Neither the pushka nor the kanti has a hook or notch; both have a simple shaft, and a plain round whorl near the bottom of the shaft. The very bottom of the shaft is tapered to a point, so you can easily stick it in the ground to wind off from and so that it reduces the drag when your spindle gets really full and you’re in semi-supported mode, as may happen. While a lot of low whorl drop spindle aficionados in the modern first world use a wind-on method which involves going under the whorl and then back up to the top of the shaft, leaving a chunk of yarn floating in midair, Andean spinners simply twirl the yarn up the shaft and secure with one or two half-hitches. This is essential to the real Andean plying technique that allows you to get the speed you want to get the job done.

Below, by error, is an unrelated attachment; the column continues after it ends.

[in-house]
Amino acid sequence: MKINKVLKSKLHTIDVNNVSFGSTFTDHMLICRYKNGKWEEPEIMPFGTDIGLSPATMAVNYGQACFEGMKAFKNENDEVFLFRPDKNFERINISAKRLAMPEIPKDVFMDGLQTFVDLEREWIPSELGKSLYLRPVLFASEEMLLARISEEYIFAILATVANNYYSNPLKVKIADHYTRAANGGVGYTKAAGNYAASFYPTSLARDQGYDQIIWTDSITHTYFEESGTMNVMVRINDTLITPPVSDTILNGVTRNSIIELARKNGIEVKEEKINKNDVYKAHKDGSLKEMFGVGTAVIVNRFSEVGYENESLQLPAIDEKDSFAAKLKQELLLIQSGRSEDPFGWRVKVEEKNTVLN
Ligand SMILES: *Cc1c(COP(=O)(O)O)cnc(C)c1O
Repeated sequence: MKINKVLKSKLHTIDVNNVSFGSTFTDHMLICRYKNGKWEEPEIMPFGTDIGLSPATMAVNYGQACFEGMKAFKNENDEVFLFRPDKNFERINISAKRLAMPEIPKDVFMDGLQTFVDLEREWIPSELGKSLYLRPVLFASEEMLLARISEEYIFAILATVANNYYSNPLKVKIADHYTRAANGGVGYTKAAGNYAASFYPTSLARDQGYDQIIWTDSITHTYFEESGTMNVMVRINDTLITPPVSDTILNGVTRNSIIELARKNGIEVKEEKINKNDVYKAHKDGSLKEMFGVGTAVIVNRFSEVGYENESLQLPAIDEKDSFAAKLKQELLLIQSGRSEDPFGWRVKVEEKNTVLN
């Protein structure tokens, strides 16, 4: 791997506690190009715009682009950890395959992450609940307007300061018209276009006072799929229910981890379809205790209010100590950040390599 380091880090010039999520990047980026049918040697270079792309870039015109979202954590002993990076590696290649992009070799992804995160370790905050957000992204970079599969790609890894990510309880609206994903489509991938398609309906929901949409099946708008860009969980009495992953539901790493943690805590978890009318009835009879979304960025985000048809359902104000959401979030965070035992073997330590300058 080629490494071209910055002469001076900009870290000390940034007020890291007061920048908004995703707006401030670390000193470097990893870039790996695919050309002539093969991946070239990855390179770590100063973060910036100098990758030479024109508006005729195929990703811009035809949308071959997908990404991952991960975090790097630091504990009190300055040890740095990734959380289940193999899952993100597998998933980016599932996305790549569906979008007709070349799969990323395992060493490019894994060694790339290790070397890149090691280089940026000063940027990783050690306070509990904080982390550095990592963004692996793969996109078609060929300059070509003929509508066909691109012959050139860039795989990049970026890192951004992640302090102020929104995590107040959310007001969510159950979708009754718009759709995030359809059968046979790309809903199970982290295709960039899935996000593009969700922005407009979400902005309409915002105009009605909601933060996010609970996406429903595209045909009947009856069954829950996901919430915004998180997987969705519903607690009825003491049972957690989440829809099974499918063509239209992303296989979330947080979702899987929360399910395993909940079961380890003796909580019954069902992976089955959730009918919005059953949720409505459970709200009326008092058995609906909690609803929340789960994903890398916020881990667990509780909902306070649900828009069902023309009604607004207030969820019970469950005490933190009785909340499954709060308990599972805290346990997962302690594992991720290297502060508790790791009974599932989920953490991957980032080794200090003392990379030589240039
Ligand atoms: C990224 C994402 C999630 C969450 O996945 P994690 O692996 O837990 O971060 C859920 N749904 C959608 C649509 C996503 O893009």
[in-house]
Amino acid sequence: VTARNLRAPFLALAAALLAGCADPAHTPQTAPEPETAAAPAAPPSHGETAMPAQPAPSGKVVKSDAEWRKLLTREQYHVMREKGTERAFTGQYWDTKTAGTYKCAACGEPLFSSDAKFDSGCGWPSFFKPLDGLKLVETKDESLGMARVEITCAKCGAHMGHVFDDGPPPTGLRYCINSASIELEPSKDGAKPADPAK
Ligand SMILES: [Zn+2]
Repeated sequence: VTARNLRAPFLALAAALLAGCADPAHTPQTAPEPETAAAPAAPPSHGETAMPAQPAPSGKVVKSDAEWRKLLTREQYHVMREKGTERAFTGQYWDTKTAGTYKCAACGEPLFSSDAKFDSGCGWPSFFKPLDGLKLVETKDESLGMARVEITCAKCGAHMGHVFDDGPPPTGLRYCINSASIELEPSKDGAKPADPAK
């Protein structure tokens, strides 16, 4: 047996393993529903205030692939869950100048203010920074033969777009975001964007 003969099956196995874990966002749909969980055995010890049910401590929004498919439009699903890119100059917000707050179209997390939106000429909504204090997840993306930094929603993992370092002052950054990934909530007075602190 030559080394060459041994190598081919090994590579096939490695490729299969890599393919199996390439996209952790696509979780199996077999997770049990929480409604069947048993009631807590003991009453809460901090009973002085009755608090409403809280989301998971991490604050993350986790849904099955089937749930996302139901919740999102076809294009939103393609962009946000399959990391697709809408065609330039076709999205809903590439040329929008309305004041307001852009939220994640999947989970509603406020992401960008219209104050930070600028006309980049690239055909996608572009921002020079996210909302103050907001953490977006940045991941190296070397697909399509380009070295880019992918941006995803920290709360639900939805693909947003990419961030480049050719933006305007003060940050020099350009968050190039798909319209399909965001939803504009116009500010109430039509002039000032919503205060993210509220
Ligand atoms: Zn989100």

To start the spindle for plying, place the shaft flat against the palm of one hand, lightly holding it there with your thumb if you need to. Put your other hand flat aginst it, fingertips basically where the spindle is. Put your elbows at about waist height or so, and then take that second hand and push forward, rolling the spindle shaft down the first hand as you go. When it gets to the end, let go, and let double-stranded yarn feed out, stopping it before it hits anything. You can now use that first hand for all manner of manipulations on the yarn if needed, including making a big upside down L out of the yarn so you can control really staggering lengths of yarn doing this… or, as I showed folks at SOAR last year, do the thing we did as girls showing off and goofing off: ply off an Inca terrace or a balcony or what have you.